According to a DNA test I did with Ancestry a year or so back, I am 64% Scottish. I always knew I had Scottish relatives on my mother’s side (see my BLOG post on ‘Douglas‘) but I had no idea the Scottish roots were this strong. As a result, I’ve been doing some more research into my family tree and also reading about Scottish history. My favorite book right now is How the Scots Invented the Modern World.

Say hello to my great grandmother – Mary Grace Michael (above/right). She was born in 1849 in Ullapool, Scotland. Below is a picture of Ullapool today in winter. How beautiful it looks. I hope to visit there one day.

Mary immigrated to Australia from Scotland with her family back in 1852 – a long, grueling 97-day trip on the ship Wanata. She was only 3 years of age. Sadly, she lost her younger sister, Janet, one of 33 children and 6 adult deaths, during the voyage, due to typhus fever. The ship was in quarantine for 2 weeks anchored off St. Kilda.

Mary’s father, William Michael (left), was a shepherd who lived and worked in the Scottish Highlands, just outside of Ullapool, before immigrating to Australia. I wonder if he and his family were affected by the Highland Clearances that took place from 1750 – 1860.

At age 18, Mary married my great grandfather, James Douglas. Together they raised 12 children and ran a farm in Woodstock, west of Bendigo. Tragically, James died suddenly of blood poisoning at age 59, leaving Mary to raise their 6 sons and 6 daughters and run the farm. She lived till age 71. 

I would’ve loved to have sat down with Mary and hear more of her story. Nevertheless, her life inspires me today.

I wonder what stories of courage and resilience are in your family heritage that you can draw strength from today?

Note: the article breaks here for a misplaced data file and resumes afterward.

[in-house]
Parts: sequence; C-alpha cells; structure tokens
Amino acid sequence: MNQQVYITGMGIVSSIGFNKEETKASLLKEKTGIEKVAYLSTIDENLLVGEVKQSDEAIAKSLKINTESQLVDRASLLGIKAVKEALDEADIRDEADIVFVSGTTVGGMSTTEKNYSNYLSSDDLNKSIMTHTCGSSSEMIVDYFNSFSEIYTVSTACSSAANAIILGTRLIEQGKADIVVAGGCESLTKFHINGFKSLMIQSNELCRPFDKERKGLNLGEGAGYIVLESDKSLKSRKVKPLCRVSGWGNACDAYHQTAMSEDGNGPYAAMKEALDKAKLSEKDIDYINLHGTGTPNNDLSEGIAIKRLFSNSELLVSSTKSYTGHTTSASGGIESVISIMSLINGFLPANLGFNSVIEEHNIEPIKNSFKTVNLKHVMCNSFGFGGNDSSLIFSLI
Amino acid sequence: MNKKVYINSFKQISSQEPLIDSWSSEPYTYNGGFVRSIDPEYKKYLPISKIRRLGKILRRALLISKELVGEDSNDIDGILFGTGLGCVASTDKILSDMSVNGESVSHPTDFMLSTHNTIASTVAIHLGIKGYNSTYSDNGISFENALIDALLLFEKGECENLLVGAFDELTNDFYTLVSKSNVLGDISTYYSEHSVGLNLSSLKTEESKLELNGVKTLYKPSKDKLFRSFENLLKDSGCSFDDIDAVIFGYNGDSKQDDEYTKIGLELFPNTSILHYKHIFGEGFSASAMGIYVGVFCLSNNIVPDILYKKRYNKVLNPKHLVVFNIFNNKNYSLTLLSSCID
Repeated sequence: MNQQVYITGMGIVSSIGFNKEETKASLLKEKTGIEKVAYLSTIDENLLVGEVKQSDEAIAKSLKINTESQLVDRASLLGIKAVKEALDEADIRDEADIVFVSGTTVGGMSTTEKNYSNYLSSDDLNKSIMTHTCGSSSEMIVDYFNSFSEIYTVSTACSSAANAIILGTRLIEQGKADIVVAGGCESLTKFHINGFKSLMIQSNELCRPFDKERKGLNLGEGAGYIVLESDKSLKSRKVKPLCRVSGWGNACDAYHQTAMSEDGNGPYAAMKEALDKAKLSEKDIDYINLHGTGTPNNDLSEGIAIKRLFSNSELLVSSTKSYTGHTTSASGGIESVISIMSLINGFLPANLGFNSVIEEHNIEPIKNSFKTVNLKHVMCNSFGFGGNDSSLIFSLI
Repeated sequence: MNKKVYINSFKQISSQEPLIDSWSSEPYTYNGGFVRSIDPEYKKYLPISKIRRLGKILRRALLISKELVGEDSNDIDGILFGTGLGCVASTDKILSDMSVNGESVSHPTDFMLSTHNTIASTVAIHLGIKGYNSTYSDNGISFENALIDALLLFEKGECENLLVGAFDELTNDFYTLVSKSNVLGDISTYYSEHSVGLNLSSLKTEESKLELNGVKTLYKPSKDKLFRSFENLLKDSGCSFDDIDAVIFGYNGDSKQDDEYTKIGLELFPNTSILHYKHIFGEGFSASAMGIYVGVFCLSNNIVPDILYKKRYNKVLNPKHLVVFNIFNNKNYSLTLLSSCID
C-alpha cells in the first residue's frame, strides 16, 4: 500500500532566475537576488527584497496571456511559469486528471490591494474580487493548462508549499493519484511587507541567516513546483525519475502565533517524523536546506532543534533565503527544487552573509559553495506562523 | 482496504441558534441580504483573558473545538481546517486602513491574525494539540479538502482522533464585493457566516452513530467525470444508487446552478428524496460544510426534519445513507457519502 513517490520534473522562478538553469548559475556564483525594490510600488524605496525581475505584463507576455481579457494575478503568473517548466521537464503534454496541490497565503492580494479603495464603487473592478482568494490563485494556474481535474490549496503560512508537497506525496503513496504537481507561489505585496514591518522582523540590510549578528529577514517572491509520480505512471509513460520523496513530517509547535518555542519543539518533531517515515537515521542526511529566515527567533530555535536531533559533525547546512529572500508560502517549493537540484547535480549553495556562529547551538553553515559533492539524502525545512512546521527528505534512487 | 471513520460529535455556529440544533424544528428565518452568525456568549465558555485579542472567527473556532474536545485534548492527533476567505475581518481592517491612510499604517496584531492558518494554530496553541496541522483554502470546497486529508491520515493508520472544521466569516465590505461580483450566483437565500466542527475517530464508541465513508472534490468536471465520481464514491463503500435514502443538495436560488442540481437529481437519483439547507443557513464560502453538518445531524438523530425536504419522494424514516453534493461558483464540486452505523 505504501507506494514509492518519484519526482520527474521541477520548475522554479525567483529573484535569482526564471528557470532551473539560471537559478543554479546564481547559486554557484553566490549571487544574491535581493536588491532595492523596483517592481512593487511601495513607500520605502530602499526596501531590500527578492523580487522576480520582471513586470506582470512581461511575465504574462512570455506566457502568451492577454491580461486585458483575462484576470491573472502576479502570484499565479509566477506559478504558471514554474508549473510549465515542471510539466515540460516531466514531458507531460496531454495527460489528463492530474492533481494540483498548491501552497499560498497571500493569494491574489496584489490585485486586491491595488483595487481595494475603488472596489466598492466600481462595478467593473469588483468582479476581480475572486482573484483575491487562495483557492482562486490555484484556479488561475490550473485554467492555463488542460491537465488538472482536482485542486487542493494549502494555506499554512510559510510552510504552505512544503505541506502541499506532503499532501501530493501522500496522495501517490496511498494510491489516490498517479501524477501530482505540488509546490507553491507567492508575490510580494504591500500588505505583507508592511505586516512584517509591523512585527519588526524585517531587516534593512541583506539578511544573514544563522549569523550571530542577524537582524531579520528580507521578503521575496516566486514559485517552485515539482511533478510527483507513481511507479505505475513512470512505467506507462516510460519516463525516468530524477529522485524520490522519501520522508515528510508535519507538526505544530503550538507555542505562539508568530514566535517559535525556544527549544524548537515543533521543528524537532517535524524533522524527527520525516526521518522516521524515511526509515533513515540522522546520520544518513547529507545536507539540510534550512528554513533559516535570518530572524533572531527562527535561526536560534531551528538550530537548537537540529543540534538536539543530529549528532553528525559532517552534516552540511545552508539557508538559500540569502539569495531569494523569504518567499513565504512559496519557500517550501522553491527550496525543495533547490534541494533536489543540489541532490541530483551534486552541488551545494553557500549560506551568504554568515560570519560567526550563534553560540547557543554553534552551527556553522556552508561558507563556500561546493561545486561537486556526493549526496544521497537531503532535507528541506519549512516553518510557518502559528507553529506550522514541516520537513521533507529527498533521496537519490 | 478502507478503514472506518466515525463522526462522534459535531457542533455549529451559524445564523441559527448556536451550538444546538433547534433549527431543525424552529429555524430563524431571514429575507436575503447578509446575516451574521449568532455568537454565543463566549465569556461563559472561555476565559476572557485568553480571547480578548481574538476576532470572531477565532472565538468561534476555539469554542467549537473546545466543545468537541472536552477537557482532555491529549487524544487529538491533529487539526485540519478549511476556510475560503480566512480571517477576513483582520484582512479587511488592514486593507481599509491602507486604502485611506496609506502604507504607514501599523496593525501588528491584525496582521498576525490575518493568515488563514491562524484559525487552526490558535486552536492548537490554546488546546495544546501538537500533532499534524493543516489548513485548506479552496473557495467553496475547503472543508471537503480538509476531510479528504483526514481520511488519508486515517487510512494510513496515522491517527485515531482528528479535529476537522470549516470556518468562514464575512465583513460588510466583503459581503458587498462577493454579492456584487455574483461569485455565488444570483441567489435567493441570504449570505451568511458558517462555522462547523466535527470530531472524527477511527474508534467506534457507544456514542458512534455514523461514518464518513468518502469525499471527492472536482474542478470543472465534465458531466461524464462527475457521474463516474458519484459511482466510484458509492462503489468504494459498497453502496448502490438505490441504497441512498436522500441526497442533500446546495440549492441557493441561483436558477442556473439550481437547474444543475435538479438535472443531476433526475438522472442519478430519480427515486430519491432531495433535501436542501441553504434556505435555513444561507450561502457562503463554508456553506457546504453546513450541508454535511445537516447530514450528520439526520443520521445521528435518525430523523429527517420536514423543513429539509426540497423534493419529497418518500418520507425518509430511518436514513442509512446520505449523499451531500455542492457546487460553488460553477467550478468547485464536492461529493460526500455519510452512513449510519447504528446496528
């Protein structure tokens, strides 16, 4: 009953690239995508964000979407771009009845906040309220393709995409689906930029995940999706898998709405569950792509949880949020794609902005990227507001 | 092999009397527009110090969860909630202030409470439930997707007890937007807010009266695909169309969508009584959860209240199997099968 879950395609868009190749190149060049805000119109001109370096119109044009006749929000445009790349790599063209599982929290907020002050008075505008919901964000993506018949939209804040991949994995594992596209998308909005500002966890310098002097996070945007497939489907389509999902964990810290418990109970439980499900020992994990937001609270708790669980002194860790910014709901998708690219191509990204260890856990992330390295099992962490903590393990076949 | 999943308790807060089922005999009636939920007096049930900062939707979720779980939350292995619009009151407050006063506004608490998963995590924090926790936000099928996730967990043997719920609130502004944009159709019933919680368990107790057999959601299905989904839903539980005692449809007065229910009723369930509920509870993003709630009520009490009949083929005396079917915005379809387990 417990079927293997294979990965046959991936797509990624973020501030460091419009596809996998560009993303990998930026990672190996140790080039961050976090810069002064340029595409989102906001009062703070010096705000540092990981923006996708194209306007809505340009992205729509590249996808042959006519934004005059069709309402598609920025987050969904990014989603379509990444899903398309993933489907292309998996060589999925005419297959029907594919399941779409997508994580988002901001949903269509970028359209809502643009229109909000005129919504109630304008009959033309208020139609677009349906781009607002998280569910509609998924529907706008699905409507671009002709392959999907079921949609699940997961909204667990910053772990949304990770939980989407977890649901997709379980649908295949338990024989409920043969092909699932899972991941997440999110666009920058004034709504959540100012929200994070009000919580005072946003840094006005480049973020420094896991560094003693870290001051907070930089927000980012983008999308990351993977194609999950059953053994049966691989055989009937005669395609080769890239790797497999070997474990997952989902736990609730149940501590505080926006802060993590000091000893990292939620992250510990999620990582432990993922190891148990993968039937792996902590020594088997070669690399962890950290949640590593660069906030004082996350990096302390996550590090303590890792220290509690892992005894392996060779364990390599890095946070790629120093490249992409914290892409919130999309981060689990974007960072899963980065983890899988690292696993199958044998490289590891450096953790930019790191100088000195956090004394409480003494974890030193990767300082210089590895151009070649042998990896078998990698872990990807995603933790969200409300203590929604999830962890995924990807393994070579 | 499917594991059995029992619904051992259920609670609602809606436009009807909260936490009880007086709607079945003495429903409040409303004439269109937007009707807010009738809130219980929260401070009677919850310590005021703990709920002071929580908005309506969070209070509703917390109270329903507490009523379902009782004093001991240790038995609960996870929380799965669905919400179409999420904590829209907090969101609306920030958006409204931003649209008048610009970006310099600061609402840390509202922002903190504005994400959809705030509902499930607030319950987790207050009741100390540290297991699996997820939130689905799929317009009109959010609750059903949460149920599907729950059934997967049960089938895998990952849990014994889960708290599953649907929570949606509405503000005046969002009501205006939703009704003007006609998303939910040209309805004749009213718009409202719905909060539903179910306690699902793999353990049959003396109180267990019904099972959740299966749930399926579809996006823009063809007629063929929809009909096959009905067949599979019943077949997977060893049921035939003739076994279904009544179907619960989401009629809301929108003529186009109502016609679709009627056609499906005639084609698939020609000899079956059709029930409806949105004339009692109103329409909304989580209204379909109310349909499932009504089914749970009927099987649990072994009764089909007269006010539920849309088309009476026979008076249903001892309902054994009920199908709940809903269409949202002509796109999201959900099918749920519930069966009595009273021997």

8 thoughts on “My Scottish Roots

  1. Judith Beeston. But it’s her mother’s Dymock family that is Scottish. Other names are Ogilvie and Douglas. The Ogivlies are from Shetland Isles. I’ve traced her line back to Scottish royalty (although wrong side of the bed).

  2. Hi Mark. Yes it is interesting, My mother said I has some American ancestry in my family tree but was totally surprised and she would have been as well that it was her Grandmother, who was born in the US after her parents migrated from Scotland, the heritage goes all the way back to John of Gaunt to Edward King of England, Edward III. John of Gaunt supported and protected John Wycliffe from being murdered by the Romanists. I found this out about 5 years ago. Since then I have found out my father whom I new nothing about having left us when I was about 5 his background was missing but through an unknown sister’s grandson I found that my Great Grandfather was also born in the US and his father was a Revolutionary War hero.
    It seems that our search for meaning in the natural realm, has been hid from many of us, and in a lot of cases because of shame, family secrets. This is sad because as we know that the sins of the fathers are visited to the fourth generation and we spend so much time rooting out , repenting etc. However; the Lord showed me through this time to call in the inheritances, blessings that are dropped or not taken hold off, for His Glory.

    Thanks for your post.

    1. Thanks for sharing, John. That’s some interesting and intriguing ‘roots’ there. Yes, the natural family tree is not always an easy place to go. My dad never knew his mother or father and had to learn the truth of ‘starting a new generation’. Our spiritual ‘roots’ and sense of identity are primary, that’s for sure. God bless.

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